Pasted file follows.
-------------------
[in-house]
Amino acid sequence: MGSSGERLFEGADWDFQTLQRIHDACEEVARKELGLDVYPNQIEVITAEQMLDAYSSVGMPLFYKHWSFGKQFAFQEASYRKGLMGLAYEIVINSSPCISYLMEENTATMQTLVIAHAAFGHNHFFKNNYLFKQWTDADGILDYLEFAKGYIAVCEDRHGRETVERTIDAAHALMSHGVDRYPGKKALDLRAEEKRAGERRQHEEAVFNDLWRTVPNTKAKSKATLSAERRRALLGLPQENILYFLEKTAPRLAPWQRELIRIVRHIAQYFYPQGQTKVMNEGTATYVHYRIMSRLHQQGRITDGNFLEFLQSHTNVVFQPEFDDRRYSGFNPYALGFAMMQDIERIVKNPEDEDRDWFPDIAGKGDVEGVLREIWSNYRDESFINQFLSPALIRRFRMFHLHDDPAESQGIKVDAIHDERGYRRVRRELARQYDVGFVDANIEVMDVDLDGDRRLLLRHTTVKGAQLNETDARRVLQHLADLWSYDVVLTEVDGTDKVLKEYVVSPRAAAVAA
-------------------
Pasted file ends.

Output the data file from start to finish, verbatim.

[in-house]
Amino acid sequence: MGSSGERLFEGADWDFQTLQRIHDACEEVARKELGLDVYPNQIEVITAEQMLDAYSSVGMPLFYKHWSFGKQFAFQEASYRKGLMGLAYEIVINSSPCISYLMEENTATMQTLVIAHAAFGHNHFFKNNYLFKQWTDADGILDYLEFAKGYIAVCEDRHGRETVERTIDAAHALMSHGVDRYPGKKALDLRAEEKRAGERRQHEEAVFNDLWRTVPNTKAKSKATLSAERRRALLGLPQENILYFLEKTAPRLAPWQRELIRIVRHIAQYFYPQGQTKVMNEGTATYVHYRIMSRLHQQGRITDGNFLEFLQSHTNVVFQPEFDDRRYSGFNPYALGFAMMQDIERIVKNPEDEDRDWFPDIAGKGDVEGVLREIWSNYRDESFINQFLSPALIRRFRMFHLHDDPAESQGIKVDAIHDERGYRRVRRELARQYDVGFVDANIEVMDVDLDGDRRLLLRHTTVKGAQLNETDARRVLQHLADLWSYDVVLTEVDGTDKVLKEYVVSPRAAAVAA